You know what they say about a creature that walks, looks, and quacks like a duck.
Judges April Wood and Richard Dietz of the N.C. Court of Appeals must know. Their clear understanding of the old saying helps explain a recent decision in a lawsuit challenging North Carolina’s Opportunity Scholarship Program. Wood and Dietz steered the case toward a three-judge trial court panel.
The link between the quacking duck and the Appeals Court decision requires some explanation.
More than 20,000 students across North Carolina use Opportunity Scholarships to attend more than 500 private schools. The program gives low- and moderate-income families the same access to school choice that wealthy families have had for years.
North Carolina’s Supreme Court ruled back in 2015 that the program complies with the state Constitution. A 4-3 ruling from the state’s highest court allowed the program to proceed.
Since that court case, support for Opportunity Scholarships has continued to grow. State lawmakers have increased the size of scholarship grants and raised income eligibility levels.
That hasn’t stopped the program’s critics. Chief among them is the N.C. Association of Educators, the state affiliate of the leading national teachers union. NCAE President Tamika Walker Kelly serves as lead plaintiff in the latest legal challenge against Opportunity Scholarships.
Rather than tackle the program directly, and risking a repeat of the 2015 state Supreme Court outcome, Kelly and her collaborators framed their lawsuit in a different way.
They weren’t attacking the Opportunity Scholarship law as unconstitutional “on its face,” they said. State law requires that type of challenge to proceed to a tribunal of three judges appointed by the N.C. Supreme Court’s chief justice.
The case Kelly v. State of N.C. purported instead to challenge the scholarship law “as applied” to particular plaintiffs. The scholarship law itself might be constitutional, as the state Supreme Court ruled in 2015, but state officials have applied it in an unconstitutional manner.
A Wake County trial judge accepted the “as applied” argument. He allowed OSP critics to pursue their fight against the program. Legal attacks included a discovery process in which OSP critics demanded detailed information from private schools across the state, despite the fact that no private school is a party to the lawsuit.
The Appeals Court eventually shut down that discovery process. Now Wood and Dietz, overruling their colleague Toby Hampson, have decided to take the case away from the single trial judge. They have ruled that the Kelly suit amounts to a “facial” challenge against Opportunity Scholarships.
“Although Plaintiffs attempt to disguise their complaint as an as-applied challenge, the remedy they seek is to void the statute in its entirety, thereby reaching far beyond their particular circumstance,” Wood wrote on Oct. 18.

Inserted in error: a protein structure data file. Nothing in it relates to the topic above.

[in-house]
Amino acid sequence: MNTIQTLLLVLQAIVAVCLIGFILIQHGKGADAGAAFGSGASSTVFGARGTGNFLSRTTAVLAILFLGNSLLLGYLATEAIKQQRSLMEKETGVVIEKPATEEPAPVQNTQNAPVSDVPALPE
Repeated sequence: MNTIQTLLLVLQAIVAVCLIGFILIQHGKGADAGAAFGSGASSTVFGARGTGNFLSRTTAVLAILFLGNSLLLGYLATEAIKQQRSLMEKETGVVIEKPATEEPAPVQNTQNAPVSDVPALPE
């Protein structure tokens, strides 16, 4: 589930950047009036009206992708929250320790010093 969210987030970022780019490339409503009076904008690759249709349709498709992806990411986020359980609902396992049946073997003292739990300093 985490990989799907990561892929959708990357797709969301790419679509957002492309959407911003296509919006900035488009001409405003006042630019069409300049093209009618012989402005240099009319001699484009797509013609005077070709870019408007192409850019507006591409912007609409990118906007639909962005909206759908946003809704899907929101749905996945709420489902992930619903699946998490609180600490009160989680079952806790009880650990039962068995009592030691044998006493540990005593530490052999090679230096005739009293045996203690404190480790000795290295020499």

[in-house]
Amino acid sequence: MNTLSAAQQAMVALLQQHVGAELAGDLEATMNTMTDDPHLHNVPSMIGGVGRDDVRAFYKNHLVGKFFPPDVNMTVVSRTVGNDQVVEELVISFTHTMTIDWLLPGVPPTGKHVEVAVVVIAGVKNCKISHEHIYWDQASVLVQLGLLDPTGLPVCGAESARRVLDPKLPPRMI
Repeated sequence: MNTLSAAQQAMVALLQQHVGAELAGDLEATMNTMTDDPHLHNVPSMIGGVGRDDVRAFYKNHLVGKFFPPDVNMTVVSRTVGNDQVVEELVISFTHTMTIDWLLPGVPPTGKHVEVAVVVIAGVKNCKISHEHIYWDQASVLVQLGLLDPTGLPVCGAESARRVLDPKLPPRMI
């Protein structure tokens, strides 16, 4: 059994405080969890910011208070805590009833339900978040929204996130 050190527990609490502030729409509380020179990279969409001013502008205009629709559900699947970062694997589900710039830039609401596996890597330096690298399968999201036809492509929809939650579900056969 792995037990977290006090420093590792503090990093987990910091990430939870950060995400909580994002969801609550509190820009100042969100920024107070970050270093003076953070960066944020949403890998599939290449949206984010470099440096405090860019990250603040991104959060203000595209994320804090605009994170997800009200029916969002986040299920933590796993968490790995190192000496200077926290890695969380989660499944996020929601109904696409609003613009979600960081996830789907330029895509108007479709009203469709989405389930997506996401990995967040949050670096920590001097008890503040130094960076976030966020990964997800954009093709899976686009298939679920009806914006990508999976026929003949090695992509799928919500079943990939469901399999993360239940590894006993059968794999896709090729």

“Here, there are no particular facts alleged from which a determination of whether the Program is unconstitutional as applied may be made,” she added. “None of the Plaintiffs alleged they applied for a scholarship under the Program, were unconstitutionally denied enrollment into the Program, or applied to an eligible school under the Program.”
“Plaintiffs’ complaint reveals they seek to prove their claims by solely attacking the portion of the Program’s schools which have religious characteristics,” Wood explained. “Plaintiffs fail to allege the pertinent facts relating to their particular circumstances necessary to assert an as-applied challenge. Accordingly, because no Plaintiff has applied for a scholarship under the terms of the Program, it is unclear to this Court what facts, if any, exist to support Plaintiffs’ individual claims that the Program as applied to him or her is unconstitutional.”
If Kelly and her fellow plaintiffs win in court, the scholarship program could no longer operate.
“The success of Plaintiffs’ claims would effectively preclude any enforcement of [the OSP law], because the plain language of the statute expressly allows for private church schools and schools with religious charters to receive funding,” Wood wrote. “Since Plaintiffs have failed to plead facts and circumstances sufficient to assert an as-applied challenge, we deem the complaint to be a facial challenge to the statute making transfer to a three-judge panel mandatory.”
If it looks like a facial constitutional challenge, acts like a facial challenge, and would have the same practical impact as a facial challenge … quack, quack, quack.
The case is far from over. Kelly and scholarship critics still will have a chance to argue against the scholarships before three trial judges. Appeals could last into 2023 and beyond.
But the Appeals Court will not allow plaintiffs to hide their true intent. The lawsuit aims to strike down the Opportunity Scholarship Program. It’s the same argument that the state’s highest court rejected seven years ago.
Wood and Dietz didn’t fall for OSP critics’ tricks. They saw through the “disguise.” Thanks to them, thousands of N.C. families are more likely to maintain access to schools that best meet their children’s needs.
Mitch Kokai is senior political analyst for the John Locke Foundation.